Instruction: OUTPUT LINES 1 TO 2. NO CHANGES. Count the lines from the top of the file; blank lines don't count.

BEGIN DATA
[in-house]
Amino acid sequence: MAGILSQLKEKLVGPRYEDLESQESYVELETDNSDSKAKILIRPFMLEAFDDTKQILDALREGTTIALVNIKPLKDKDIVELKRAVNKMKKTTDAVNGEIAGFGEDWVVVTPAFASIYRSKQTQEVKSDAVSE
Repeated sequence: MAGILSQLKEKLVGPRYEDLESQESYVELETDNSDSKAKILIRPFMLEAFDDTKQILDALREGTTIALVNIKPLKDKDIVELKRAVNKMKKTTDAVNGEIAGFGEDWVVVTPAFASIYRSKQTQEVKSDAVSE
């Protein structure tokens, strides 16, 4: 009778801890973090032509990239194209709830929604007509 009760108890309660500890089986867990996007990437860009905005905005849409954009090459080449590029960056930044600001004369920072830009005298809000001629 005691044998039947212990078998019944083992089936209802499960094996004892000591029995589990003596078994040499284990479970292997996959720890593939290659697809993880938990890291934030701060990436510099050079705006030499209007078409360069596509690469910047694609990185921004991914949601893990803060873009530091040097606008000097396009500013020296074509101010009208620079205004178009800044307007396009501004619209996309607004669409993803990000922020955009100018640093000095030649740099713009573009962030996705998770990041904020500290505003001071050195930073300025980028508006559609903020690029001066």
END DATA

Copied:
[in-house]
Amino acid sequence: MAGILSQLKEKLVGPRYEDLESQESYVELETDNSDSKAKILIRPFMLEAFDDTKQILDALREGTTIALVNIKPLKDKDIVELKRAVNKMKKTTDAVNGEIAGFGEDWVVVTPAFASIYRSKQTQEVKSDAVSE